dunnettreader + country_house   5

Michael Symes, The English Rococo Garden (2011) | Shire Publications
Delightful, eccentric, capricious, bizarre - the English Rococo garden, an intriguing branch of eighteenth-century horticulture, was all these and more. This book relates the components of the Rococo garden to movements in art and architecture that had developed in Britain and in Europe, and shows its particular appeal to amateur designers and owners. It was an expression of a period in time, following Baroque and neo-Palladian and anticipating Romanticism in its sense of freedom. Most of the enchanting scenes depicted in Thomas Robins’ watercolours have disappeared, but there are many garden buildings from the period that survive. The styles which overlap with Rococo - Gothic, chinoiserie, rustic - are also considered here, as is the use of flowers, rocks and shells. The principal designers are also profiled, including Sanderson Miller and Thomas Wright. **--** Introduction. *-* Rocks and shells *-* Garden sculpture. *-* Flowers and serpentines. *-* ’Twickenhamshire’ rococo. *-* Thomas Robins and Thomas Wright. *-* Gothic. *-* Chinoiserie. *-* Sanderson Miller. *-* Rococo ensembles. *-* The rococo garden: Painswick and Hampton Court House. *-* Further reading. *-* Gardens to visit. **--** Paperback; July 2011; 80 pages; ISBN: 9780747806257
books  18thC  British_history  cultural_history  elite_culture  architecture  gardens  Gothic_revival  Rococo  country_homes  country_house  Pope_Alexander  landscape  botany  Chinoiserie  Orientalism-Enlightenment  natural_history  imagination 
march 2015 by dunnettreader
George Sherburn and H. S. John - "Timon's Villa" and Cannons | JSTOR: The Huntington Library Bulletin, No. 8 (Oct., 1935), pp. 131-152
Of interest re Pope and Burlington influence on architecture, gardens etc -- conclusions may be dated, but useful sources identified by Sherburn and John -- downloaded pdf to Note
article  jstor  cultural_history  18thC  British_history  architecture  country_house  gardens  Pope  Burlington  Brydges  downloaded  EF-add 
january 2014 by dunnettreader
Nicholas Cooper - Rank, Manners and Display: The Gentlemanly House, 1500-1750 | JSTOR: Transactions of the Royal Historical Society, Sixth Series, Vol. 12 (2002), pp. 291-310
In the early modern period the amenities of the upper-class house provided for approved modes of polite behaviour, while the initial, piecemeal display of antique ornament in the sixteenth century expressed the status and the education of the governing class. In the seventeenth century a more classically correct architecture would spread in a climate of opinion in which approved behaviour was increasingly internalised and external display less favoured. The revolution of the seventeenth and eighteenth centuries was in superseding architectural languages that had lent themselves to the expression of status with a national style that did not. -- didn't download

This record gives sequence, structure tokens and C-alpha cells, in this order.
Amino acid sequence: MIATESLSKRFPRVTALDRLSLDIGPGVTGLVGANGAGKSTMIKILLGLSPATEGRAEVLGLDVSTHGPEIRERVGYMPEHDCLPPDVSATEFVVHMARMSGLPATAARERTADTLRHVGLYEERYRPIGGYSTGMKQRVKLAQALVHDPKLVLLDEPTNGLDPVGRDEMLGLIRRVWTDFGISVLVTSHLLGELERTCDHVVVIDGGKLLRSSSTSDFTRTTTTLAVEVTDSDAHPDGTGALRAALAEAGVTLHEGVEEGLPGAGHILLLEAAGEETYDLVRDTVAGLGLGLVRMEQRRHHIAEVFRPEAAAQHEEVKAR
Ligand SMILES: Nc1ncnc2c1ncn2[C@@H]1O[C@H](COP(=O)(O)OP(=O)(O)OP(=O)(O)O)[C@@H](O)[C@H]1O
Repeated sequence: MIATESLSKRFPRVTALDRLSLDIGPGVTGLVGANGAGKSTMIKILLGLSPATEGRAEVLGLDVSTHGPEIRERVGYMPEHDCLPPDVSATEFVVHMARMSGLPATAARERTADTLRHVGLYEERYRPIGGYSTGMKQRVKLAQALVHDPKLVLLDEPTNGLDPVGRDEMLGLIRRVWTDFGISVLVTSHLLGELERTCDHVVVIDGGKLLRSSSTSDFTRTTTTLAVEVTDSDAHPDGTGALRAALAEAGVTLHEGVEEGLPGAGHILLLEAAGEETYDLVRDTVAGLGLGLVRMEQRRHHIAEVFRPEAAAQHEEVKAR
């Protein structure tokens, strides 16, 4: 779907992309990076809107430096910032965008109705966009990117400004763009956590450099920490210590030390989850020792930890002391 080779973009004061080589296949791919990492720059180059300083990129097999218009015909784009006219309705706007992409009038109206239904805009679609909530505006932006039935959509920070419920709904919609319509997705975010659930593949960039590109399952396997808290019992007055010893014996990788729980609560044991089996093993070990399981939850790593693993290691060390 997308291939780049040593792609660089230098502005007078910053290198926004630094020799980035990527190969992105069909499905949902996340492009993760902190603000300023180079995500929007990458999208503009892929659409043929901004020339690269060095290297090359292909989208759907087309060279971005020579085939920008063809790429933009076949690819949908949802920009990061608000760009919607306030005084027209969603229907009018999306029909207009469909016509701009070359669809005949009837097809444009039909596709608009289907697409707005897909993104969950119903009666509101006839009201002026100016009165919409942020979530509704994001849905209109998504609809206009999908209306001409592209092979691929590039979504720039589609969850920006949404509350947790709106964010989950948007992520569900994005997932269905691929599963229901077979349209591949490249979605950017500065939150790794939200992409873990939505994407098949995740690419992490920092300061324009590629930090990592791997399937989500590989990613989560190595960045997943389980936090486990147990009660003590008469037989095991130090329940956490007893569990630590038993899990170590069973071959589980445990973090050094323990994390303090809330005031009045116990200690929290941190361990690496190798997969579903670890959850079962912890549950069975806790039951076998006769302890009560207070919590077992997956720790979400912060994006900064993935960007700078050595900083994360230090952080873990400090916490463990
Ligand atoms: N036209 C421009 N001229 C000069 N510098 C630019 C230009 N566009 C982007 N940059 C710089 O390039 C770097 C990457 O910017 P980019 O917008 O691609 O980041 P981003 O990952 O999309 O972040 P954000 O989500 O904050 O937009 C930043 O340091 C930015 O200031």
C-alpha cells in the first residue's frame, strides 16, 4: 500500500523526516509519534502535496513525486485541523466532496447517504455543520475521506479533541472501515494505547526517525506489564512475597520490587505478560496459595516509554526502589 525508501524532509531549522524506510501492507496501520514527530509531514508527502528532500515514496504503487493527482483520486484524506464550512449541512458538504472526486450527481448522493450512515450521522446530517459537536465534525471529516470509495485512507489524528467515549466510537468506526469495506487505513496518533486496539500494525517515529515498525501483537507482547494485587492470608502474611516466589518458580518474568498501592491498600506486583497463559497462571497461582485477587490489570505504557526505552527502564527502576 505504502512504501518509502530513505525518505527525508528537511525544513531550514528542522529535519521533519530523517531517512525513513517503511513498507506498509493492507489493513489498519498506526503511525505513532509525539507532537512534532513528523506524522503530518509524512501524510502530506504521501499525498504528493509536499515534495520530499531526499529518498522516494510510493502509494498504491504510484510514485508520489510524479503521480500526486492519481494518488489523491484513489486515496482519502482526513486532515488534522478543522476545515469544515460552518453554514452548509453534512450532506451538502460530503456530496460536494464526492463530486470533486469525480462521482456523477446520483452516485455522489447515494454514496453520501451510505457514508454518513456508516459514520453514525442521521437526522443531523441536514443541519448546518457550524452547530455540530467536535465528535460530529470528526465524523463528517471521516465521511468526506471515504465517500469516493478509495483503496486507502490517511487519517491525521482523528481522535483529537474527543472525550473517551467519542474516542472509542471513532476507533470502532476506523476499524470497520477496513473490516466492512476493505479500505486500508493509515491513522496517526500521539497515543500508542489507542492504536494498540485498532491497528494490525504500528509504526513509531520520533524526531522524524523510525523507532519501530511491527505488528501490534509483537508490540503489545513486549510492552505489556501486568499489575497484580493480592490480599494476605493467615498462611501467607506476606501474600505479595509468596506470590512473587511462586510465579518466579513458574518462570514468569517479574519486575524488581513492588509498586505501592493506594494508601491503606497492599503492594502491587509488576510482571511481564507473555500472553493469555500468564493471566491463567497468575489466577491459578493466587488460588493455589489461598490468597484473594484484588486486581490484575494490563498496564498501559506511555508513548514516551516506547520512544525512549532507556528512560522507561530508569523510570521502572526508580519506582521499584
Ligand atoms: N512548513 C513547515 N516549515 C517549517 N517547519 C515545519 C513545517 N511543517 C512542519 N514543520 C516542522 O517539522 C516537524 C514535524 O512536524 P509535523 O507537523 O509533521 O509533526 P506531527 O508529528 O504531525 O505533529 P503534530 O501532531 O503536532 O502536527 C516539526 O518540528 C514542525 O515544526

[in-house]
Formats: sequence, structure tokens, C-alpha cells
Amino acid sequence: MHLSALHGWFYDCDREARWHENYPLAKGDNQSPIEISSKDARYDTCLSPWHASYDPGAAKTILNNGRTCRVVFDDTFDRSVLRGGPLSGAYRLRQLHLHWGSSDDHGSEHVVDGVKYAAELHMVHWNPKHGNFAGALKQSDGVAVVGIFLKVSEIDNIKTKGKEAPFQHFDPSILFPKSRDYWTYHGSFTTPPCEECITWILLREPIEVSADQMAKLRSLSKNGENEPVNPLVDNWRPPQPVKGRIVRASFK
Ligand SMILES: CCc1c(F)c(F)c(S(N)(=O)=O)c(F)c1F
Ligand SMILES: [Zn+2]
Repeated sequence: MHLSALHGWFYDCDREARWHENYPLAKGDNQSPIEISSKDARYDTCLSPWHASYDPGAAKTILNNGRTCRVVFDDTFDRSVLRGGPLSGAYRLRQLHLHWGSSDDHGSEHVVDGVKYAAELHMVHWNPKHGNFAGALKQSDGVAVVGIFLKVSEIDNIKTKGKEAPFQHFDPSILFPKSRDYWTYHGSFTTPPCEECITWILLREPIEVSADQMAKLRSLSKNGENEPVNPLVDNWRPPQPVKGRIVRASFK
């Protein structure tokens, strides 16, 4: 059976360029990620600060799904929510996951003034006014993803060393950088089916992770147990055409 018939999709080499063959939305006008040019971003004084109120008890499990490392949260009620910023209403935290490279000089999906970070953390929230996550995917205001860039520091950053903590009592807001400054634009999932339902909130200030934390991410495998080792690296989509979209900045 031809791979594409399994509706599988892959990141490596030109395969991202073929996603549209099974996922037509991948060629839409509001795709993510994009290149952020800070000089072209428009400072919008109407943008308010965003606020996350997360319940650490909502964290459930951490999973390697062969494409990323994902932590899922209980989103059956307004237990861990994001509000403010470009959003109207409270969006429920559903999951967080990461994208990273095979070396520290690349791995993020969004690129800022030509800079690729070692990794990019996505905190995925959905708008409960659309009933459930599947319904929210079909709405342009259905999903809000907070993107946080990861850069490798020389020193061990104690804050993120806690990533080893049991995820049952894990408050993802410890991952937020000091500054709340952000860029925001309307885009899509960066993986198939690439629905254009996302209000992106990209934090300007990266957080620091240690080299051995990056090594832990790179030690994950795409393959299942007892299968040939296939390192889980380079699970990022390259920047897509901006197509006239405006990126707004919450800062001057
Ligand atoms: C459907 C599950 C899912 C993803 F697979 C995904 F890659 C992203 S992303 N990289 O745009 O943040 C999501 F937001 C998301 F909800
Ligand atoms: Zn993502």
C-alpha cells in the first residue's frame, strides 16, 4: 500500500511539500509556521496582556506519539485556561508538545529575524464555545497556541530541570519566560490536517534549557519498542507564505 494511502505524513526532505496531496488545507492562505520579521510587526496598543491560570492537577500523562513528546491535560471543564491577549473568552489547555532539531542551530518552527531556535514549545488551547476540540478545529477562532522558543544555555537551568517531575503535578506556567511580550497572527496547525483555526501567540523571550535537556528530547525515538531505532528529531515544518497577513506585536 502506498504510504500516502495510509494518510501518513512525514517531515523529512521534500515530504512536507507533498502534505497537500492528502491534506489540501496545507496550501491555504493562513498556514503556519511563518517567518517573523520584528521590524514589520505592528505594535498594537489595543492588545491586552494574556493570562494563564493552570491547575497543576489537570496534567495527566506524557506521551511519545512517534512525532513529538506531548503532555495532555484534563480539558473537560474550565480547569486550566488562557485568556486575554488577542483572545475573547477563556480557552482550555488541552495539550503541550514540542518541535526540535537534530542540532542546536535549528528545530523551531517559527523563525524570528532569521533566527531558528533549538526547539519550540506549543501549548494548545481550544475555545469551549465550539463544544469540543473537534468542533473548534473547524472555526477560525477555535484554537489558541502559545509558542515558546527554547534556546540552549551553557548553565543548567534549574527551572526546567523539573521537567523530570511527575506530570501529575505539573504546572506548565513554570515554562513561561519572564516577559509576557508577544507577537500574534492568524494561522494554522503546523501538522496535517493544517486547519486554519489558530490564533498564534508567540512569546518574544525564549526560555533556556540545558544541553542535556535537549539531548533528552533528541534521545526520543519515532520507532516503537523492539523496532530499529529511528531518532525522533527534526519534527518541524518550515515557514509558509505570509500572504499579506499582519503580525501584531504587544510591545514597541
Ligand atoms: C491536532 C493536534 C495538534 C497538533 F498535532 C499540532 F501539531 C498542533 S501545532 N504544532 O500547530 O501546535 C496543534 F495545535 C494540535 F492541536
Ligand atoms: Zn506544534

article  jstor  cultural_history  British_history  16thC  17thC  18thC  elites  country_house  architecture  status  politeness  privacy  display  governing_class  EF-add 
january 2014 by dunnettreader
JON STOBART: Gentlemen and shopkeepers: supplying the country house in eighteenth-century England (2011)
JSTOR: The Economic History Review, Vol. 64, No. 3 (AUGUST 2011), pp. 885-904 -- Wiley - STOBART, J. (2011), Gentlemen and shopkeepers: supplying the country house in eighteenth-century England. The Economic History Review, 64: 885–904. doi: 10.1111/j.1468-0289.2010.00562.x -- The country house is well recognized as a site of elite patronage, an important vehicle of social and political ambition, and a statement of power and taste. Yet we know relatively little about the networks of supply and purchasing patterns of rural elites, or about how their practices related to broader changes in material culture. Drawing on a large sample of bills and receipts of the Leigh family of Stoneleigh in Warwickshire, this article recreates the processes through which the material culture of the family home was constructed. These reveal London as the source for many highquality goods, although the pattern of supply was not a simple dichotomy of localeveryday and metropolitan-luxury purchases. They also show the large number of shopkeepers patronized as the Leighs spread their purchases through choice, convenience, and expediency. Relating this to wider conceptions of consumption, the Leighs emerge as engaging in layered and sometimes conflicting consumer cultures. They were concerned with fashion as novelty and a marker of rank; but they also valued traditional markers of status. Social distinction was achieved through a continued emphasis on title and lineage as much as fashion or taste—value systems that were unavailable to the middling sorts.
article  Wiley  paywall  cultural_history  economic_history  18thC  Britain  London  country_house  elites  consumers  status  fashion  patronage  lineage  EF-add 
september 2013 by dunnettreader

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